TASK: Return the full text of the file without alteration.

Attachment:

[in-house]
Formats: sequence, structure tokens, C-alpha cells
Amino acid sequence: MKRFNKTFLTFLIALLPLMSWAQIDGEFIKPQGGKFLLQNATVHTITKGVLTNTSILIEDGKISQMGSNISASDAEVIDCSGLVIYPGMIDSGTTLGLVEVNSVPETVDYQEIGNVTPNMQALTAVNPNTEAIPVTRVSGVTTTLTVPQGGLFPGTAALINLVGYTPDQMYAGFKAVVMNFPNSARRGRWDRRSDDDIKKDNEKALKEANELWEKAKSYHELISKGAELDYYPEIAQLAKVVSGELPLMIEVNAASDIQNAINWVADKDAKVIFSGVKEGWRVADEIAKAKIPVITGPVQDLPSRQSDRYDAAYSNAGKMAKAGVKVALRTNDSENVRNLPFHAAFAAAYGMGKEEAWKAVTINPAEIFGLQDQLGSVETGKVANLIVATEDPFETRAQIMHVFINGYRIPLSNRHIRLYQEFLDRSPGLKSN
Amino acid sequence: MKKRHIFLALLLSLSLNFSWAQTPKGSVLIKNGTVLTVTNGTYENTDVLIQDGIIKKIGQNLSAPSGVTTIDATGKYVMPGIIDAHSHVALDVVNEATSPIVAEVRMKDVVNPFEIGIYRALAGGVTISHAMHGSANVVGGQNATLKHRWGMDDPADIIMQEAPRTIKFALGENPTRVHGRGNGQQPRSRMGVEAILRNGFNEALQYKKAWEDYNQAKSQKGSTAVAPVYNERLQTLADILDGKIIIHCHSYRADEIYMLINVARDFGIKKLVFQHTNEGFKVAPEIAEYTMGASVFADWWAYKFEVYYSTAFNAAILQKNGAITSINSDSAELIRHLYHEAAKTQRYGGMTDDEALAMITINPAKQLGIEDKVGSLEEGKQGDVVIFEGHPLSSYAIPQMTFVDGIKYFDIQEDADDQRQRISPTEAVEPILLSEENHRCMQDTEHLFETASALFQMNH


[in-house]
Formats: sequence, structure tokens, C-alpha cells
Amino acid sequence: MKRFNKTFLTFLIALLPLMSWAQIDGEFIKPQGGKFLLQNATVHTITKGVLTNTSILIEDGKISQMGSNISASDAEVIDCSGLVIYPGMIDSGTTLGLVEVNSVPETVDYQEIGNVTPNMQALTAVNPNTEAIPVTRVSGVTTTLTVPQGGLFPGTAALINLVGYTPDQMYAGFKAVVMNFPNSARRGRWDRRSDDDIKKDNEKALKEANELWEKAKSYHELISKGAELDYYPEIAQLAKVVSGELPLMIEVNAASDIQNAINWVADKDAKVIFSGVKEGWRVADEIAKAKIPVITGPVQDLPSRQSDRYDAAYSNAGKMAKAGVKVALRTNDSENVRNLPFHAAFAAAYGMGKEEAWKAVTINPAEIFGLQDQLGSVETGKVANLIVATEDPFETRAQIMHVFINGYRIPLSNRHIRLYQEFLDRSPGLKSN
Amino acid sequence: MKKRHIFLALLLSLSLNFSWAQTPKGSVLIKNGTVLTVTNGTYENTDVLIQDGIIKKIGQNLSAPSGVTTIDATGKYVMPGIIDAHSHVALDVVNEATSPIVAEVRMKDVVNPFEIGIYRALAGGVTISHAMHGSANVVGGQNATLKHRWGMDDPADIIMQEAPRTIKFALGENPTRVHGRGNGQQPRSRMGVEAILRNGFNEALQYKKAWEDYNQAKSQKGSTAVAPVYNERLQTLADILDGKIIIHCHSYRADEIYMLINVARDFGIKKLVFQHTNEGFKVAPEIAEYTMGASVFADWWAYKFEVYYSTAFNAAILQKNGAITSINSDSAELIRHLYHEAAKTQRYGGMTDDEALAMITINPAKQLGIEDKVGSLEEGKQGDVVIFEGHPLSSYAIPQMTFVDGIKYFDIQEDADDQRQRISPTEAVEPILLSEENHRCMQDTEHLFETASALFQMNH